Japan issues suicide warning after death of Miss Sherlock actress – Al Jazeera English
Written by on September 28, 2020
The death of actress Yuko Takeuchi follows recent cases of Japanese celebrities taking their own lives.
Following the death of a popular actress on Sunday, Japan’s government is urging people to seek help if they are struggling to cope.
The death of Miss Sherlock star Yuko Takeuchi, 40, shocked the nation and follows other recent cases of Japanese celebrities taking their own lives, with figures showing a recent rise in suicides.
On Monday, Chief Cabinet Secretary Katsunobu Kato did not mention a particular case but noted that some people were struggling to cope during the coronavirus crisis.
“There has been an uptick in the number of suicide cases since July. We have to acknowledge the fact that so many people are ending their precious lives,” he said.
Kato, who was Japan’s health minister until earlier this month, urged people to use suicide-prevention hotlines and other services.
Takeuchi was a household name in Japan. She played the lead in the 2018 series Miss Sherlock on the Hulu-HBO Asia network, and also had a minor part in the 1998 Japanese horror classic Ring.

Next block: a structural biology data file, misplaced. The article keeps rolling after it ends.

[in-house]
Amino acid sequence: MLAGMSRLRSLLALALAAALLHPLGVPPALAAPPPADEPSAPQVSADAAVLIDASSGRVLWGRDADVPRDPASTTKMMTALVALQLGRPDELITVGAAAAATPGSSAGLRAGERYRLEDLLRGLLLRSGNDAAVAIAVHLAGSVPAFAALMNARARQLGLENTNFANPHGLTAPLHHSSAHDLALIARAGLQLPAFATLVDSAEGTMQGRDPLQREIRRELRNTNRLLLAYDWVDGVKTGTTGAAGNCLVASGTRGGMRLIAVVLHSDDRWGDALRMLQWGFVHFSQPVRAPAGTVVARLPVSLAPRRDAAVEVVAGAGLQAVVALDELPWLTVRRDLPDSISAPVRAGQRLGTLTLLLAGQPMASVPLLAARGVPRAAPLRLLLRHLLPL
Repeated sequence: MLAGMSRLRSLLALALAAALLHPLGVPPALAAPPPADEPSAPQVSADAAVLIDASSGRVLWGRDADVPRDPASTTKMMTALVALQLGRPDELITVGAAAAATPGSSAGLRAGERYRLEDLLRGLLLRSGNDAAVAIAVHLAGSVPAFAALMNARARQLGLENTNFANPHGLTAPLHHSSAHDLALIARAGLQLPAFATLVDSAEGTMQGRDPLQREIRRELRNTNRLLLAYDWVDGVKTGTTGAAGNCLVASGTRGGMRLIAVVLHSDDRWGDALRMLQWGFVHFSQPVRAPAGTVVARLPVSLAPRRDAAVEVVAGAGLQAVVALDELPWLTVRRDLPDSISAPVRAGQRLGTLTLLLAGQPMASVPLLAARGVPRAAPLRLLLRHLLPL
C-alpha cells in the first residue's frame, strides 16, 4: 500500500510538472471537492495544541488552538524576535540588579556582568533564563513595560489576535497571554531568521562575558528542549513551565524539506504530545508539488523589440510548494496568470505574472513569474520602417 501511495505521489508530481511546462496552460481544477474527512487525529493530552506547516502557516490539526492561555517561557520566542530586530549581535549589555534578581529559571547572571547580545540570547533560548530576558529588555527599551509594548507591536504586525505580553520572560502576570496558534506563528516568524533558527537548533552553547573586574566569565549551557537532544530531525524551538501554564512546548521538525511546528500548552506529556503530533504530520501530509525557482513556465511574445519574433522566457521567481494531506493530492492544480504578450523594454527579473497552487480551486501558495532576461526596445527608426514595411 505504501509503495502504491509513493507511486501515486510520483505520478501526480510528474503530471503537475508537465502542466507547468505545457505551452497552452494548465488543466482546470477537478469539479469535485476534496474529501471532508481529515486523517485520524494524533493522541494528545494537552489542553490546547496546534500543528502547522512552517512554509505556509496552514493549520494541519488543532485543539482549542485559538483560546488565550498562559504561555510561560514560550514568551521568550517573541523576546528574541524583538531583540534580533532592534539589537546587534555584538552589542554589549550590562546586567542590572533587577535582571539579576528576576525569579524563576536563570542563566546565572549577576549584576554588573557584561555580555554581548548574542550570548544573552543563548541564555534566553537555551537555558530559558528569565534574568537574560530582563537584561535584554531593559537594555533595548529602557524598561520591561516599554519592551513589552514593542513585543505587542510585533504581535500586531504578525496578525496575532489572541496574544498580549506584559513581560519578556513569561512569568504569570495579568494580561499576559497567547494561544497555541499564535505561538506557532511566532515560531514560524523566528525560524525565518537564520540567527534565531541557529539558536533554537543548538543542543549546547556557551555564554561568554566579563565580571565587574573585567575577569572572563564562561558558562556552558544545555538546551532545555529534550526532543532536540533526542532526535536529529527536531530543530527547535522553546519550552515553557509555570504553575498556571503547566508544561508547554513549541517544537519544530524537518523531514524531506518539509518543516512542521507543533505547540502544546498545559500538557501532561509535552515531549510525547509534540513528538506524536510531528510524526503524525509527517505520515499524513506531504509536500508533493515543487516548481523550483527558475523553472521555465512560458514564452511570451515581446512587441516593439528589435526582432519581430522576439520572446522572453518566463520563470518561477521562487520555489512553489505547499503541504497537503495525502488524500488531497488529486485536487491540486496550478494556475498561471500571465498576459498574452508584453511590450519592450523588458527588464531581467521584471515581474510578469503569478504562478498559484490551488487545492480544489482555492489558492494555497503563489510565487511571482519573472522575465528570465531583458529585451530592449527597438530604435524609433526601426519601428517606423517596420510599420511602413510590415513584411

She had given birth to her second child in January.
“It came all of a sudden, and we are all stunned and saddened by the news,” her talent agency, Stardust Promotion Inc, told Japan Times.
Takeuchi had received numerous awards during the course of her career, including the Japan Movie Critics Award for Best Actress.
Earlier in September, another popular Japanese actress Sei Ashina died in an apparent suicide. In July, actor Haruma Miura is also believed to have taken his own life.
In May, reality TV show star Hana Kimura, 22, from the Netflix show Terrace House, also died, apparently following online abuse, making international headlines.
Last month, Japan reported nearly 1,900 suicides, up 15 percent from the same month last year.
In the first half of this year, there was a drop in the number of suicides in Japan. In 2019, the figure fell to a record low, which non-governmental groups attributed to increasing efforts on addressing the issue.